Use this URL to cite or link to this record in EThOS: https://ethos.bl.uk/OrderDetails.do?uin=uk.bl.ethos.748756
Title: Organizational modes of non-state armed groups
Author: Johannes, Ben
ISNI:       0000 0004 7231 9846
Awarding Body: University of Oxford
Current Institution: University of Oxford
Date of Award: 2017
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Abstract:
To what extent can two 'Modes' be found amongst non-state armed groups (NSAGs)? The Modes theory hypotheses that NSAGs are organized into two distinct Modes, either the 'Imagistic' or the 'Doctrinal' Mode, with each Mode characterised by a particular organisational structure and type of resource extraction. Previous preliminary research on this had three limitations: 1) it used a sample of only five groups; 2) "Galton's problem", i.e. non-independence of groups was not taken into account, and 3) the theory of resource extraction was underdeveloped. The present research overcomes each of these limitations. First, can the patterns found in the 5-group case study be replicated with a larger sample? A dataset with 50 NSAGs was constructed, with variables that were derived from the theory and resembling those used for the 5-group case study. Analysis results showed that a few 'Doctrinal' variables were significantly correlated and 'Doctrinal' rituals had a frequency distribution as predicted. Yet, most correlations between all Modes variables were not significant, and analyses did not convincingly show that there were two distinct Modes. Second, to what extent does "Galton's problem" (autocorrelation) play a role amongst NSAGs regarding their Modes properties? Data on relations between armed groups and their geographical locations were added to the sample. Using Moran's I, it appeared that two to four Modes properties were significantly autocorrelated. With geographical region as covariate, analyses were redone. Results remained basically the same as without regional covariate. Third, what is the relationship between Modes and the type of Resource extraction? Resource types were operationalized and Resource type data were added to the sample of NSAGs. A theory on Risk, and a ROI (Return on Investment) and Risk index were developed. Regressions showed no change in ROI or Risk over time. Low ROI did not typically predict Doctrinal-related Modes properties, and high-ROI did not typically predict Imagistic-related Modes properties. The significance of relations between Modes properties and Resource types strongly depended on whether the analysis was a correlation or a regression. Overall, only a few relationships were significant and no consistent pattern emerged. Limitations of the present research, and suggestions for further research are discussed, as well as an overall assessment of the Modes theory.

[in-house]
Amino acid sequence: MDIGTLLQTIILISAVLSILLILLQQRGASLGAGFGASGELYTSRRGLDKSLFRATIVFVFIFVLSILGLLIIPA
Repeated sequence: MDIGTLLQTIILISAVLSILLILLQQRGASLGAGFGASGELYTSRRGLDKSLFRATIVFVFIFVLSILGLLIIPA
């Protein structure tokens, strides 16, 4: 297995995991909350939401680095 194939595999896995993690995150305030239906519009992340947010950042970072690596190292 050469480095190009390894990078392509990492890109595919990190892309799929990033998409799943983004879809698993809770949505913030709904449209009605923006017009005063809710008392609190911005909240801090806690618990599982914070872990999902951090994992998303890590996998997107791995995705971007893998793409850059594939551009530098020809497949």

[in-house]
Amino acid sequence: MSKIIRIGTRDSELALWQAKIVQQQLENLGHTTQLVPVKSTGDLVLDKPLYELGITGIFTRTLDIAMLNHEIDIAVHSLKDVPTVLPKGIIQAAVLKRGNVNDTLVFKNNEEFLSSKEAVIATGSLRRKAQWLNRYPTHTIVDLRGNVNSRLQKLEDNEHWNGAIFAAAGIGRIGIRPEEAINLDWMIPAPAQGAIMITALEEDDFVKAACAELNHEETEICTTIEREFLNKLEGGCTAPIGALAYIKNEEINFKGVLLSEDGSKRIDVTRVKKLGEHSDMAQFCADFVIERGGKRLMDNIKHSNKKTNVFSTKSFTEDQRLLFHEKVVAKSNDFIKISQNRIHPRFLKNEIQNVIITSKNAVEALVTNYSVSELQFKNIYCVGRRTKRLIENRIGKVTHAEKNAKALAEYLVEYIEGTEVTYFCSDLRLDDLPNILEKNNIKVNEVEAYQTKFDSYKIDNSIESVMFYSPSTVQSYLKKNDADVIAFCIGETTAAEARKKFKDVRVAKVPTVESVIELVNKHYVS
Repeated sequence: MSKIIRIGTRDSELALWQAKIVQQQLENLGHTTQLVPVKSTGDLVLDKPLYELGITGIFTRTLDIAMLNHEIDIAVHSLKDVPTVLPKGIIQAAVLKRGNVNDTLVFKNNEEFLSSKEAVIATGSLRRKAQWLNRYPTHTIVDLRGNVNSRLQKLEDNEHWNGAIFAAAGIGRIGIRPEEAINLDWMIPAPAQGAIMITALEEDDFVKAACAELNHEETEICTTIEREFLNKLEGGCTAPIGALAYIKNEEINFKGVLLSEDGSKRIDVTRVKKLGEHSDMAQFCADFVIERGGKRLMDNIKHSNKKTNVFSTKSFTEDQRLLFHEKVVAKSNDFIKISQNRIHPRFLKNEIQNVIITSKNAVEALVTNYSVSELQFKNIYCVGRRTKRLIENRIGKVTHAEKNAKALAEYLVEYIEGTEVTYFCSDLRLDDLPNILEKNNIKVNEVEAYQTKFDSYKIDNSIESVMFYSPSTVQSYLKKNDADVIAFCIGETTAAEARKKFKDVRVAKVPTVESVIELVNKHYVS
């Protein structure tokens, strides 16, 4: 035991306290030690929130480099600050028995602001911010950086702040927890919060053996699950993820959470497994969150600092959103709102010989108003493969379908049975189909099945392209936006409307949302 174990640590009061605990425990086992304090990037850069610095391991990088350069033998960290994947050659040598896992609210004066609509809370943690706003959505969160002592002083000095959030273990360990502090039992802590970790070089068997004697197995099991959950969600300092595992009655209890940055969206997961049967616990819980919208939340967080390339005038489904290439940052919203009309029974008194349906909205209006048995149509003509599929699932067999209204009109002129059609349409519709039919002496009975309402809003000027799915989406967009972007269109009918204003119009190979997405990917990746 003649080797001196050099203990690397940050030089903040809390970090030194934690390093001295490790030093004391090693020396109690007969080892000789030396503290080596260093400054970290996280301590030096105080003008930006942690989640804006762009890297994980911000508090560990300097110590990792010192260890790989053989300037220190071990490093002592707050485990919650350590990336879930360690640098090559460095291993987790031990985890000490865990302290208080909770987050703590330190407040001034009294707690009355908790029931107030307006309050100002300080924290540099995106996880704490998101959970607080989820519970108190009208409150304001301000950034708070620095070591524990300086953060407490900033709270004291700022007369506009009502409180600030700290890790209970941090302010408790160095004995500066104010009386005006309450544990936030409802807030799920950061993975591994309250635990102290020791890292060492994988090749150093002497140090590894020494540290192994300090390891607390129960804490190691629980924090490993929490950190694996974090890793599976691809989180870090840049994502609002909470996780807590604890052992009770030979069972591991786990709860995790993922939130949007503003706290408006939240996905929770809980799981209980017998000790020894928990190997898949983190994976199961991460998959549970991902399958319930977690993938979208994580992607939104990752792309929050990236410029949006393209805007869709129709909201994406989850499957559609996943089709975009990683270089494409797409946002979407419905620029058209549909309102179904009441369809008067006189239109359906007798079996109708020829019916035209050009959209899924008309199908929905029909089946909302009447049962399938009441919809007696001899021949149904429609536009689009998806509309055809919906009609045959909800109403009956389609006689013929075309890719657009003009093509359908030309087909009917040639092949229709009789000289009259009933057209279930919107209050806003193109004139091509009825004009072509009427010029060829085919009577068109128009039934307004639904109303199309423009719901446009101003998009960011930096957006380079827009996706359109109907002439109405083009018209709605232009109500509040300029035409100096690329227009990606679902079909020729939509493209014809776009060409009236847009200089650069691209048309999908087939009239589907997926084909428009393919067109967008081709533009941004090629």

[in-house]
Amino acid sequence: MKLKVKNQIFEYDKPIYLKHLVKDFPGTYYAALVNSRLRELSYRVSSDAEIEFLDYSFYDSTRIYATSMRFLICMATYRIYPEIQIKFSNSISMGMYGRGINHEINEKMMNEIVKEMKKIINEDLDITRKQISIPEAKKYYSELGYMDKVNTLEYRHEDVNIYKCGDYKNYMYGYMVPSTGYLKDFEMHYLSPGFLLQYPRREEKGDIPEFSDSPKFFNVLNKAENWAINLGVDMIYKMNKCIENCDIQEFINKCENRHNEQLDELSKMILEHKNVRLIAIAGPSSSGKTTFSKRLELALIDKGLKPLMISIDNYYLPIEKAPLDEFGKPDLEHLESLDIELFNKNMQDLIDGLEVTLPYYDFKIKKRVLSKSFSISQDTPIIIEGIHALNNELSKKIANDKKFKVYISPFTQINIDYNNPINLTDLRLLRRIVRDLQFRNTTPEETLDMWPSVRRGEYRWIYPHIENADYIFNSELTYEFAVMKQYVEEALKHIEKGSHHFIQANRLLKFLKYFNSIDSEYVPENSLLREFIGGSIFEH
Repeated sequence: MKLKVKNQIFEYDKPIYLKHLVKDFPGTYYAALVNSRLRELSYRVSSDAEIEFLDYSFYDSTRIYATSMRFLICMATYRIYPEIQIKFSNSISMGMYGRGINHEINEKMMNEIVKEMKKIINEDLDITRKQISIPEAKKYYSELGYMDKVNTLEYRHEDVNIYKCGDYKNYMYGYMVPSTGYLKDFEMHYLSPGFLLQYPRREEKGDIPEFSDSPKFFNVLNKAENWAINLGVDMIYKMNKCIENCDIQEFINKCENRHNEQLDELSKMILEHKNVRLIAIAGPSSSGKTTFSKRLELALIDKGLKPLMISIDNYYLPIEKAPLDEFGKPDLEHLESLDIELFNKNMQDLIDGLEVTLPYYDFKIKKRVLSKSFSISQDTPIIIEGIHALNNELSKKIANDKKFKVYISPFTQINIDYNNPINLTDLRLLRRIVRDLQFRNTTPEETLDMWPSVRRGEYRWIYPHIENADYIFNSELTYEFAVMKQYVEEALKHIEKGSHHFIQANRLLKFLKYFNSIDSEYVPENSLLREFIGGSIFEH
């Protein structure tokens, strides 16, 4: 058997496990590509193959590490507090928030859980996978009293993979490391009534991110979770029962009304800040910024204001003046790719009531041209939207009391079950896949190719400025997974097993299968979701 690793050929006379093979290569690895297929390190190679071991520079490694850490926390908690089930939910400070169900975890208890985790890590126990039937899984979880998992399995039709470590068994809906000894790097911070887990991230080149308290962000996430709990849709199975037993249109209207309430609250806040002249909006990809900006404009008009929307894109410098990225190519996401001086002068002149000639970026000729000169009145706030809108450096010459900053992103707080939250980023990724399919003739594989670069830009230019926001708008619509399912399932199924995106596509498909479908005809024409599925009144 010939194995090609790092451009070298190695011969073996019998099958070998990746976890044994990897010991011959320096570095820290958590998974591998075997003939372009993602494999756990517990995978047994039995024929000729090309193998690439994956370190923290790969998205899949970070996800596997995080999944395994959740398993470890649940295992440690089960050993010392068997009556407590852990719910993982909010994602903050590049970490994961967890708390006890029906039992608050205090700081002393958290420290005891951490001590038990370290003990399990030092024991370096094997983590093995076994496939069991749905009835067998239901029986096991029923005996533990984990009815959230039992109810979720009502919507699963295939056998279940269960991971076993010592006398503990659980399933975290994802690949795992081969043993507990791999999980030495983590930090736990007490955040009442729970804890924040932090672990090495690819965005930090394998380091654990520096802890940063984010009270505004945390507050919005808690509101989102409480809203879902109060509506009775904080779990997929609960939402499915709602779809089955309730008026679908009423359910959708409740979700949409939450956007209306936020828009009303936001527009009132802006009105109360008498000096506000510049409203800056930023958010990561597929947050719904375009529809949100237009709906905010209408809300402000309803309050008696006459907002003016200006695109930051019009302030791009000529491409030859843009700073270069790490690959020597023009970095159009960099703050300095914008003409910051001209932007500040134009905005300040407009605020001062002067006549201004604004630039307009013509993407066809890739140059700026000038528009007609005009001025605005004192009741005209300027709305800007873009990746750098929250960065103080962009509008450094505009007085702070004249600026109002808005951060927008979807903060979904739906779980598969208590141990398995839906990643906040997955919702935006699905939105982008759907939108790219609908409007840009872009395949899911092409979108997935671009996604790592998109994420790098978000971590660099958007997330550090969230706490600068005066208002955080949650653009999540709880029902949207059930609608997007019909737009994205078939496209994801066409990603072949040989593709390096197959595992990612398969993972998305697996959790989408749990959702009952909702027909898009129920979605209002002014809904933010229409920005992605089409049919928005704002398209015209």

Supervisor: Johnson, Dominic ; Curry, Tom ; Atkinson, Quentin ; Whitehouse, Harvey Sponsor: New College
Qualification Name: Thesis (Ph.D.) Qualification Level: Doctoral
EThOS ID: uk.bl.ethos.748756  DOI: Not available
Keywords: international relations ; conflict studies ; Anthropology ; Modes theory ; ritual ; group property ; resource extraction ; Galton's problem ; cultural evolution ; armed group
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